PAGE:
From the ORE camp, this promotion comes in the form of a Proxy for each aggregated resource that needs context. So in this way, they have ‘promoted’ the resource, as a kind of promotion to the act of aggregation. Tomayto, Tomarto. The way this works for ORE doesn’t sit well for me though, and the convention for the URI schema here feels very awkward and heavy.

The third way (and my strong preference) is the Named Graph approach. Put all the triples that are asserted by, say Alice, into a resource at URI <Alices-NG> and say something like <Aggregation> <isProvidedContextBy> <Alices-NG>

For ease of reuse though, I’d suggest that the facts are left in the global graph, in the aggregation serialisation itself. I am sure that the semantic arguments over what should go where could rage on for eons, my take is that information that is factual or generally useful should be left in the global graph. Like resource mime-type, standards compliance (‘conformsTo’, etc), mirroring/alternate format information (‘sha1_checksum’, ‘hasFormat’ between a PDF, txt and Word doc versions, etc)

(There is the murky middle ground of course, like for licencing. But I’d suggest leave to the ‘owning’ aggregation to put it in the global graph.)

Enough of the digression on RDF!

So, how to extend BagIt, taking on board the things I have said above:

Add alongside the MANIFEST of BagIt (a simple list of files and checksums) an RDF serialisation – RDFMANIFEST.{format} (which in my preference is in N3 or turtle notation, .n3 or .turtle accordingly)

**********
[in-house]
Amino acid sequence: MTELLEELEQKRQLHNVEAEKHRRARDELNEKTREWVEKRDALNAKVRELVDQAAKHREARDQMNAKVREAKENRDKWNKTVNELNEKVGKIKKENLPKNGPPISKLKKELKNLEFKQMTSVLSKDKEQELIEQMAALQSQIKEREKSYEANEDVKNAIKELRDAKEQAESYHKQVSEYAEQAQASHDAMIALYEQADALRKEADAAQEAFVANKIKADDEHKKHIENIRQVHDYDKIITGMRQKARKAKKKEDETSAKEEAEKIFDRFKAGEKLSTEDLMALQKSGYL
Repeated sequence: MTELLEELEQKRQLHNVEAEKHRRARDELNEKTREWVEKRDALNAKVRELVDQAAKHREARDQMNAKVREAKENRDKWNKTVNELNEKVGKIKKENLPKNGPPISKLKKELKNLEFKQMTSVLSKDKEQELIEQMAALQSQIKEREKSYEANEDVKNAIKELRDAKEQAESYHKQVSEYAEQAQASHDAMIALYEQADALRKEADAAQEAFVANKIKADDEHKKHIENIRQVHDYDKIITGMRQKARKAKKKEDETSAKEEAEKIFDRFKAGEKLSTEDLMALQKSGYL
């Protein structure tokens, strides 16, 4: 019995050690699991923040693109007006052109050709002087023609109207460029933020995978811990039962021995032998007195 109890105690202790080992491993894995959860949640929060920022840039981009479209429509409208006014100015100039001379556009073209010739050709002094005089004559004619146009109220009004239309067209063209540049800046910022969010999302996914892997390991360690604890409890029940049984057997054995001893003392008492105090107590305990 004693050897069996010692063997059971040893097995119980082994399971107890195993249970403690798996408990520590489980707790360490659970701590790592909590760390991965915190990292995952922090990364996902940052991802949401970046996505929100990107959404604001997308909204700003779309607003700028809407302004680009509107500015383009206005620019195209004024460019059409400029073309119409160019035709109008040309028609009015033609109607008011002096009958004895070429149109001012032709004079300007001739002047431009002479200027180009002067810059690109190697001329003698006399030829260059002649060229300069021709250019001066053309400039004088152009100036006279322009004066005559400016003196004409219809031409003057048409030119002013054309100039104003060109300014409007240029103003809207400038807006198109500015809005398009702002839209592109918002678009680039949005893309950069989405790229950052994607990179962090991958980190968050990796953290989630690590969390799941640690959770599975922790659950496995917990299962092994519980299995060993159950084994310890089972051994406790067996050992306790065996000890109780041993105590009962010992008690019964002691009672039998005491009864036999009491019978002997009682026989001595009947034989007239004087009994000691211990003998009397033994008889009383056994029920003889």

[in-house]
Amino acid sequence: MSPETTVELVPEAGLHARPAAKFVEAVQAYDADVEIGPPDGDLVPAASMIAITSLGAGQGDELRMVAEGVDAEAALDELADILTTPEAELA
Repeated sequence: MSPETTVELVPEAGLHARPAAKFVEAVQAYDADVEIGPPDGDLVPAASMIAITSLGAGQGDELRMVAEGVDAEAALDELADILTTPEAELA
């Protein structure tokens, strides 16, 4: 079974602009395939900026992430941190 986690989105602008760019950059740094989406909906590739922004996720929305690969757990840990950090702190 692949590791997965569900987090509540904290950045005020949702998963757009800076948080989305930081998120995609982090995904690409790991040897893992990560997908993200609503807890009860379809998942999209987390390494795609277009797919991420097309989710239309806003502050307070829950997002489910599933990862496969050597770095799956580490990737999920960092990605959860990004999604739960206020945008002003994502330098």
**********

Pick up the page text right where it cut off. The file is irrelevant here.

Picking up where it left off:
Copying the modelling of Aggregations from OAI-ORE, and we will say that one BagIt archive is equivalent to one Aggregation. (NB nothing wrong with a BagIt archive of BagIt archives!)

Re-use the Agent and ore:aggregates concepts and conventions from the OAI-ORE spec to ‘list’ the archive, and give some form of provenance. Add in a simple record for what this archive is meant to be as a whole (attached to the Aggregation class).

Give each BagIt a URI – in this case, preferably a resolvable URI from which you can download it, but for bulk transfers using SneakerNet or CarFullOfDrivesNet, use a info:BagIt/{id} scheme of your choice.

URIs for resources in transit are hierarchical, based on location in the archive: <info:BagIt/{book-id}/raw_pages/page1/bookid_page1_0.tiff>

Checksums, mimetypes and alternates should be added to the RDF Manifest:

NB <page1> == <info:BagIt/{book-id}/raw_pages/page1/bookid_page1_0.tiff>

<page1> <sha1> “9cbd4aeff71f5d7929b2451c28356c8823d09ab4″;
<mimetype> “image/tiff”;
<hasFormat> <info:BagIt/{book-id}/thumbnail_pages/page1/bookid_page1_0.jpg>;

Any assertions, such as page ordering in this case, should be handled as necessary. Just *please* do not use ‘hasNext’! Use a named graph, use the built in rdf list mechanism, add an RSS 1.0 feed as a resource, anything but hasNext!

And that’s about it for the format. One last thing to say about using info URIs though – I’d strongly suggest that they are used when the items do not have resolvable (http) URIs, and once transfered, I’d suggest that the info URIs are replaced with the http ones, and the info varients can be kept in a graph for provenance.

(Please note that I am biased in that this mirrors quite closely the way that the archives here and the way that digital items are held, but I think this works!)